Clare Moore, Rustington, West Sussex
Yasmin Alibhai-Brown’s contention that all men are indifferent to violence against women is nothing short of ridiculous. Of course the vast majority of us deplore acts of violence – whether against women, or children, or other men; but unlike Ms Alibhai-Brown, we do not put them in different categories.
A woman in India and a teenage boy in Peckham are equally deserving of our protection; the question is whether the brutalised minority who threaten them can be reasoned with.
Anthony Gardner, London NW10
A greeting from Yorkshire
If other parts of England are struggling with the demise of the traditional forms of greeting, including “How do you do?” and a kiss on the cheek (Rosie Millard, 2 June), may I suggest the entire nation adopts the time-honoured Yorkshire method?
With experience, the simple phrase “Eh up” can be employed to convey a wide range of emotions and can easily be adapted to meetings with everyone from complete strangers to next of kin.
Even in the mouth of a novice it can be used as a friendly but not over-friendly ice-breaker and avoids the angst associated with handshakes and kissing.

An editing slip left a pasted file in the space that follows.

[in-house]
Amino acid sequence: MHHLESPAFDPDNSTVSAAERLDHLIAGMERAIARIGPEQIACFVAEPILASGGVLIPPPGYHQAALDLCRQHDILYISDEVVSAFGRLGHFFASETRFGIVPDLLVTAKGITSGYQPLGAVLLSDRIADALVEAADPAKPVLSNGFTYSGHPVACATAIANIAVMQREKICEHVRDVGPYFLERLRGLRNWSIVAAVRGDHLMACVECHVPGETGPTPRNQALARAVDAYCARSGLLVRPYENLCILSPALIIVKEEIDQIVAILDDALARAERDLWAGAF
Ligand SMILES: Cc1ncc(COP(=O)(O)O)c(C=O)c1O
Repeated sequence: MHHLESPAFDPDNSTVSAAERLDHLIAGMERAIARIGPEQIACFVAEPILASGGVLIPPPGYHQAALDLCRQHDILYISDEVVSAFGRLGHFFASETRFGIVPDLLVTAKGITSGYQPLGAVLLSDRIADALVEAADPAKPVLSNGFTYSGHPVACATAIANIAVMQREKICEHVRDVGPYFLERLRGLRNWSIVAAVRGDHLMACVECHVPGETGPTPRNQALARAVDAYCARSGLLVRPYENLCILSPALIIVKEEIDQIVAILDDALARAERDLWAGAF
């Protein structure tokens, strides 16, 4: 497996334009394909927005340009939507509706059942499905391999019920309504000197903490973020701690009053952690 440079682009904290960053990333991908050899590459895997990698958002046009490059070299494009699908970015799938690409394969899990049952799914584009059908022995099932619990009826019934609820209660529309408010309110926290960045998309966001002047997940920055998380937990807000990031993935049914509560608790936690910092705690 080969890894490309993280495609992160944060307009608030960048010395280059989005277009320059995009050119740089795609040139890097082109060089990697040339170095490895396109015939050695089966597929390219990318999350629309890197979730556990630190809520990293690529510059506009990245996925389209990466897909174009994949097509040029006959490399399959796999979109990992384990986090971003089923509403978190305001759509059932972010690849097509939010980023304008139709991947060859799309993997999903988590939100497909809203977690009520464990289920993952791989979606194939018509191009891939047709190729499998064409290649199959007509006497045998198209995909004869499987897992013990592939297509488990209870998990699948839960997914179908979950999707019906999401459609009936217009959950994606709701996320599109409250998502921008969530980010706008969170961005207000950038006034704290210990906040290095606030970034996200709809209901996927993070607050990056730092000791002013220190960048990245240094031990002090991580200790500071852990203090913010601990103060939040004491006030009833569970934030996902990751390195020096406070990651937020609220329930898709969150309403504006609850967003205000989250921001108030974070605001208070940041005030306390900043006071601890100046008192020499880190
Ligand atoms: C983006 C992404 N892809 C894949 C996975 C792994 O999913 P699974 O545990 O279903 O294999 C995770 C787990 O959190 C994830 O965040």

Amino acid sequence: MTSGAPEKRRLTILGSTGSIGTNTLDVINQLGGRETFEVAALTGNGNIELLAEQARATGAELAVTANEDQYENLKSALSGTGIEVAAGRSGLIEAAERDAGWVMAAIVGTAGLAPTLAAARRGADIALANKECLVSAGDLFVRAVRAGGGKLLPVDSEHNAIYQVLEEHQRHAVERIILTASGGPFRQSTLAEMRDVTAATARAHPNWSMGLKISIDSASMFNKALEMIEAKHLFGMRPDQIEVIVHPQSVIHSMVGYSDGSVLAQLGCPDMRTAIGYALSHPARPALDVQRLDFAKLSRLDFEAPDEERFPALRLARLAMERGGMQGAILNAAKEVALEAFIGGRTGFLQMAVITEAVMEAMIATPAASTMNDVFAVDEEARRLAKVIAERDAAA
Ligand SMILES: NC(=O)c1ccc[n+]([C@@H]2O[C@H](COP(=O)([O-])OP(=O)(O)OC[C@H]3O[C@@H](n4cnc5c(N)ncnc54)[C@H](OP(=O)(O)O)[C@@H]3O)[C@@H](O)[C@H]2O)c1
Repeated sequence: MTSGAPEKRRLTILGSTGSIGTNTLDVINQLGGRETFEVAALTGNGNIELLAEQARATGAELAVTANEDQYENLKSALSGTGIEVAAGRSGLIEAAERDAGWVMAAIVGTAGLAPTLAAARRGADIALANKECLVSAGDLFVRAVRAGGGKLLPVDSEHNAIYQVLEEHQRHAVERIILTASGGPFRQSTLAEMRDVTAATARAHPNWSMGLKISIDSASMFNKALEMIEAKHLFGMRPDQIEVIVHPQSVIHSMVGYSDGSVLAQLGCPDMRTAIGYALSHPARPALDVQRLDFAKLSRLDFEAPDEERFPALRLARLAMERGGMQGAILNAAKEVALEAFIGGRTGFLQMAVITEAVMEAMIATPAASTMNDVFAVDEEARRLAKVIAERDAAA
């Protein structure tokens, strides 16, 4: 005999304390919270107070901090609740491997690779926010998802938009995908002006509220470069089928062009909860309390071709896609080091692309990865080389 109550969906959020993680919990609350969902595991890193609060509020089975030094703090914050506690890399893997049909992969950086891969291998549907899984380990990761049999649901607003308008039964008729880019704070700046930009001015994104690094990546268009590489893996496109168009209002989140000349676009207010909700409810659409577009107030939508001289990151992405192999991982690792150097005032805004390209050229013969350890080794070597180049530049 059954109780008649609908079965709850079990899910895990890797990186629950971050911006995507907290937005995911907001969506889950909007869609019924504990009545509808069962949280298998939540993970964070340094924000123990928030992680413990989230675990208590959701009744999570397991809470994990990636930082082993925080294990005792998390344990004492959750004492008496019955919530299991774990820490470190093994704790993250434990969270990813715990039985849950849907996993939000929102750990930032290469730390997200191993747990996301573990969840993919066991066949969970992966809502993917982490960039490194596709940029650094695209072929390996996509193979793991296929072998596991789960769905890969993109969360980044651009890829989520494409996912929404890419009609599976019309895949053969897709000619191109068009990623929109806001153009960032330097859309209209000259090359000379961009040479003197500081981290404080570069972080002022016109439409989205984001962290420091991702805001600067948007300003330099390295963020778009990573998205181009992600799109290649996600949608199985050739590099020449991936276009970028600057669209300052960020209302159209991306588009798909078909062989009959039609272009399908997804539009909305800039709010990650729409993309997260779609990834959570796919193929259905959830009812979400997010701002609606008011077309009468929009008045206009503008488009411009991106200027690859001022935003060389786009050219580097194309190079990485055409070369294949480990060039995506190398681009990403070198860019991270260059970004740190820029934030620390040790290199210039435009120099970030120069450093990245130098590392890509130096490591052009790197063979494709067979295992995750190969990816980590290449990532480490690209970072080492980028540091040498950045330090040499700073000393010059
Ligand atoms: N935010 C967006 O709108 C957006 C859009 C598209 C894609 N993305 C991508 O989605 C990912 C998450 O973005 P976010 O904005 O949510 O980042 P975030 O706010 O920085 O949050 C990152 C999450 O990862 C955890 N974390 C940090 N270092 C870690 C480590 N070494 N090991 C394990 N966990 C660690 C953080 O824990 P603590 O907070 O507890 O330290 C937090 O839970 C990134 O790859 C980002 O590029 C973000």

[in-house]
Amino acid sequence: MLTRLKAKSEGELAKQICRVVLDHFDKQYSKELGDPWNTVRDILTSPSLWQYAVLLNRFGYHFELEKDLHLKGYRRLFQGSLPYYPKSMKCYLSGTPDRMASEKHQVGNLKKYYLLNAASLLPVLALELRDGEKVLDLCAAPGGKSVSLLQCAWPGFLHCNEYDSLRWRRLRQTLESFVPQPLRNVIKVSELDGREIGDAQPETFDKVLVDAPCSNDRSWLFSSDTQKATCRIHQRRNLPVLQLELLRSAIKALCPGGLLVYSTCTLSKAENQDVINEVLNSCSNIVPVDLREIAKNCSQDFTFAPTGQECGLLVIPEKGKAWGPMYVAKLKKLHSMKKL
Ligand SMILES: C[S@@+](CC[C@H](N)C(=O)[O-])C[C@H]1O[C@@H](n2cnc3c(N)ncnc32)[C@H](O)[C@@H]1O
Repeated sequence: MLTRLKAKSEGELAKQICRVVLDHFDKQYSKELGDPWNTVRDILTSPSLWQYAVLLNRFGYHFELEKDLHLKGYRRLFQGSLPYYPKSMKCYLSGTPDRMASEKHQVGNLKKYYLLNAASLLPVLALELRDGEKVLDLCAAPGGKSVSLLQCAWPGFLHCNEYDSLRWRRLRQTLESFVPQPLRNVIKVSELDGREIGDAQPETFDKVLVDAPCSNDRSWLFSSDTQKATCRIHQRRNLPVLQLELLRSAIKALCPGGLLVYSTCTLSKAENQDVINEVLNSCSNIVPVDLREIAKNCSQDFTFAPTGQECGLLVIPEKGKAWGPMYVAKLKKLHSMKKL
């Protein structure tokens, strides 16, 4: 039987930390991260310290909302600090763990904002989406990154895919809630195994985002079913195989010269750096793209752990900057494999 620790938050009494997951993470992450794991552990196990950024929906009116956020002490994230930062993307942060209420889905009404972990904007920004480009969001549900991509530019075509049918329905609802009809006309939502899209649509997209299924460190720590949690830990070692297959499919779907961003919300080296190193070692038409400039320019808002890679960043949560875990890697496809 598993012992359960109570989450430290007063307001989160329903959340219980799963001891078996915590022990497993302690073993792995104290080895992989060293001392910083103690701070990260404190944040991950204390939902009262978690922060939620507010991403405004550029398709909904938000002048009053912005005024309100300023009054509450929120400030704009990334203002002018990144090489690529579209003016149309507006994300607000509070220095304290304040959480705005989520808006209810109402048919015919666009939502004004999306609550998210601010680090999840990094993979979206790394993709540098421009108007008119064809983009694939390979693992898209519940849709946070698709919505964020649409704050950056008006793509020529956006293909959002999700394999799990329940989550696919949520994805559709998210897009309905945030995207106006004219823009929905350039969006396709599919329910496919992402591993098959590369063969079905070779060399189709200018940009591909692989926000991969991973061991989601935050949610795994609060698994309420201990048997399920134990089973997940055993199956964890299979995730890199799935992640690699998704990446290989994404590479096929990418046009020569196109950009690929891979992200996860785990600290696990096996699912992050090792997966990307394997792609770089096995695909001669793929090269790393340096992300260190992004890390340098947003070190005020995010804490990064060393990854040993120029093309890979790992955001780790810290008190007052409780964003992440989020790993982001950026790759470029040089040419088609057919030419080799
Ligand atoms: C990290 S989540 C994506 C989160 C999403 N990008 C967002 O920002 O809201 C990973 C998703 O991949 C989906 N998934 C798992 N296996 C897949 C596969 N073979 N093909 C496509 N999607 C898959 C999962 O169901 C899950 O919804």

Bryan Jones, Knaresborough, North Yorkshire
Sparrows return to Dulwich
Some years ago The Independent ran stories on the decline of the sparrow population in the UK. I don’t remember the cause of this decline ever being established.
Here in East Dulwich in south London the sparrow population appears to be on the rise over the past couple of years. Although nowhere near previous levels it is heartening to hear them chirping in the hedges in the parks and streets. I wonder if any of your readers have noticed a similar increase in other parts of the UK.
Charlie Smith, London SE22
Harmony on the football field
Roy Hodgson has promised that his players will sing the national anthem loud and proud this summer, but thinks “we’re great until the second verse comes along because we don’t really know that”. The answer must be to draft in the help of Gareth Malone. A true team-building exercise. Imagine what singing in four-part harmony would do for on-field co-ordination.
Patrick Walsh, Eastbourne
John Moore claims that men’s sport is “superior in terms of skill, strength, power and entertainment to women’s” (letter, 2 June).
I watched the women’s FA Cup Final at the weekend, and what a pleasure it was. No cheating, diving or play-acting. No pushing or shirt-pulling at set-pieces. No whingeing or berating of officials. And no spitting. Men’s football could learn much from the women’s game, if the authorities had the courage.
Keith O’Neill, Shrewsbury
Still a prince in waiting
Given how long he has been waiting, it does seem harsh that when a vacancy appears for a European monarch Prince Charles is apparently passed over without even an interview for the job.
Keith Flett, London N17